Coronavirus has inserted new phrases like “flattening the curve” and “social distancing” into our daily lives. Along with our new vocabulary, a recent set of federal guidelines — advising that, for a period of time, Americans avoid gathering in groups — continues to shape 2020. The implications for weddings, birthday parties, corporate events, Bar and Bat Mitzvah celebrations, and more, are staggering. Event hosts of all kinds are rushing to their planners and venues for advice and guidance.
New York event planner, Amy Katz, of Amy Katz Events, says, “We highly encourage postponing rather than canceling. Couples will always be getting married, so why cancel? There will always be something to celebrate whether it is a birthday or a wedding. This experience will be a memory that will last a lifetime. We need to make the most of it.” We at PartySlate couldn’t agree more, and reached out to top planners for their key tips and advice.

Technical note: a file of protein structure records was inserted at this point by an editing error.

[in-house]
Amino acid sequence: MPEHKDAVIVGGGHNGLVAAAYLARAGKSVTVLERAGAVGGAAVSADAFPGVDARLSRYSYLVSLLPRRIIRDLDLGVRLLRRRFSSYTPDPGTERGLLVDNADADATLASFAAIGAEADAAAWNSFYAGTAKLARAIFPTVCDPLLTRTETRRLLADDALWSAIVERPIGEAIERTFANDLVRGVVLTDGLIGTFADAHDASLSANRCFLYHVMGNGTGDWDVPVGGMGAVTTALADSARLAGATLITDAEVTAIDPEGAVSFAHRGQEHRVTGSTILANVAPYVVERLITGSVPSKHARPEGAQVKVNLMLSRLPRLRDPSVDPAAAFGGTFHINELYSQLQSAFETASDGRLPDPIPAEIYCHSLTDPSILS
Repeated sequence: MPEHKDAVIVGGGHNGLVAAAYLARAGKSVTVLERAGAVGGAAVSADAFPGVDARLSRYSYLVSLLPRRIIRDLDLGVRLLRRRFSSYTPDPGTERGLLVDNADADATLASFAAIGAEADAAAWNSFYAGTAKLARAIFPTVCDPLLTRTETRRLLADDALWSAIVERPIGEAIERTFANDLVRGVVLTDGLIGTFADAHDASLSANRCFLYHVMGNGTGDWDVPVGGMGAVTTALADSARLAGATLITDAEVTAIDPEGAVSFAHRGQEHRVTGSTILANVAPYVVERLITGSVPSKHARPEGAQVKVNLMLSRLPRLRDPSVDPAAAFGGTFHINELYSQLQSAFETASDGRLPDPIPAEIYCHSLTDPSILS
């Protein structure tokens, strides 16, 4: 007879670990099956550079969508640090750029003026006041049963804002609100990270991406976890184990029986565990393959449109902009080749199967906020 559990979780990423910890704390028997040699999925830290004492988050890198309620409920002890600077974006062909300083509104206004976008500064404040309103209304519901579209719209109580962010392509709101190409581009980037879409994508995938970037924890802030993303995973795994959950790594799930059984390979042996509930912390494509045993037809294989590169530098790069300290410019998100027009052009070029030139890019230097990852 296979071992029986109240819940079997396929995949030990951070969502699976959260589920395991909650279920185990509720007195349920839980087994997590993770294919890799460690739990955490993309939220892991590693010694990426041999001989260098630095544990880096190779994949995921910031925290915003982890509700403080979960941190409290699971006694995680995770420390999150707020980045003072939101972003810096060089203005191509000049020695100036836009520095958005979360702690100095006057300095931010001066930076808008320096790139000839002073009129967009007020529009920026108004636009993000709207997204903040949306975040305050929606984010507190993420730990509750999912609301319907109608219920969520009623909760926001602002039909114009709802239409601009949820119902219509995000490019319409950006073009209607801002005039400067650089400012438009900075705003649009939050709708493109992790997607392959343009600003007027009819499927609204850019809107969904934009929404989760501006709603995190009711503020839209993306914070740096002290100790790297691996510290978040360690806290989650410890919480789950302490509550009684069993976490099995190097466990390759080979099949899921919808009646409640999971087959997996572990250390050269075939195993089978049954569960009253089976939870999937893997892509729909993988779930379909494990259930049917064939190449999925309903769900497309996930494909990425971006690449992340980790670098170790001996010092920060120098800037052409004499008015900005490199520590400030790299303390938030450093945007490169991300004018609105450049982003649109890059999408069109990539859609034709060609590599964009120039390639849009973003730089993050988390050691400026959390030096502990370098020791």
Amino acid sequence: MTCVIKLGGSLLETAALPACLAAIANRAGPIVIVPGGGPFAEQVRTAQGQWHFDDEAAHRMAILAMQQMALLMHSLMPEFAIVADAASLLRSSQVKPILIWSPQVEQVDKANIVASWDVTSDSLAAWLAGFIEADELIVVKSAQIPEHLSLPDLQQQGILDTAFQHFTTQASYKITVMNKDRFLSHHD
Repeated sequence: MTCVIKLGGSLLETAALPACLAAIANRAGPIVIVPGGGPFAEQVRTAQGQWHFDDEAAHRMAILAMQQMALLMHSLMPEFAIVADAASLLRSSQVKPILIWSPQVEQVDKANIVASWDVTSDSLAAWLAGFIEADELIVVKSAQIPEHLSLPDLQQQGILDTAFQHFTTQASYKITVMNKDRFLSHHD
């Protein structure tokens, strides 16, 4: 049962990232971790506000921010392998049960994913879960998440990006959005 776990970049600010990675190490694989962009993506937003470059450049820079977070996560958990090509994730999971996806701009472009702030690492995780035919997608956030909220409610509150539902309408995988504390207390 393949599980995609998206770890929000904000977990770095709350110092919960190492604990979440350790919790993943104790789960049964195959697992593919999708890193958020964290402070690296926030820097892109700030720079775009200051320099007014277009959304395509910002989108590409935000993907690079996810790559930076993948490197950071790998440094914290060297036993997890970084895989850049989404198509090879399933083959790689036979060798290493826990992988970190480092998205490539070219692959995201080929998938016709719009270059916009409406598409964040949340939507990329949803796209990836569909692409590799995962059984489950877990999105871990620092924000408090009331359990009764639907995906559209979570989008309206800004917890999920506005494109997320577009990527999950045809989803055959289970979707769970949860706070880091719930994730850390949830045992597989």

1. First, Stay Calm
Sonal Shah, of New York-based Sonal J. Shah Event Consultants, says, “The biggest thing is to not panic and to stay calm as much as possible. A lot of venues and event partners are being flexible in the wake of all that’s been happening.”
Chicago planner, Beth Bernstein of SQN Events, also acknowledges the difficulty of the decision, saying, “My first step is serving as a source of comfort for my clients. It’s a bit like going through the grieving process — denial, anger, bargaining, depression, and finally, acceptance. Once a couple comes to acceptance, it’s time to start working. Thousands of couples are going through the same thing right now.”
Molly Rasmussen, of Dallas planning firm Pop Parties, also reminds us that we must focus on the reason we’re celebrating in the first place and the people who will help us make unforgettable memories — whenever the time comes. “Do what you feel is best for your family at this time. No matter your wedding or event date, safety and concern for your loved ones should come first.”
2. Identify Your Priorities
Bernstein and Shah also emphasize the importance of prioritization as you reach out to your venue and event partner team.
“Prioritize which area means the most to you,” says Bernstein. “It’s similar to when you started planning and made decisions based on what was most important to you. You’re going to have to make tough decisions, but remember that the most important thing is the marriage or event itself.”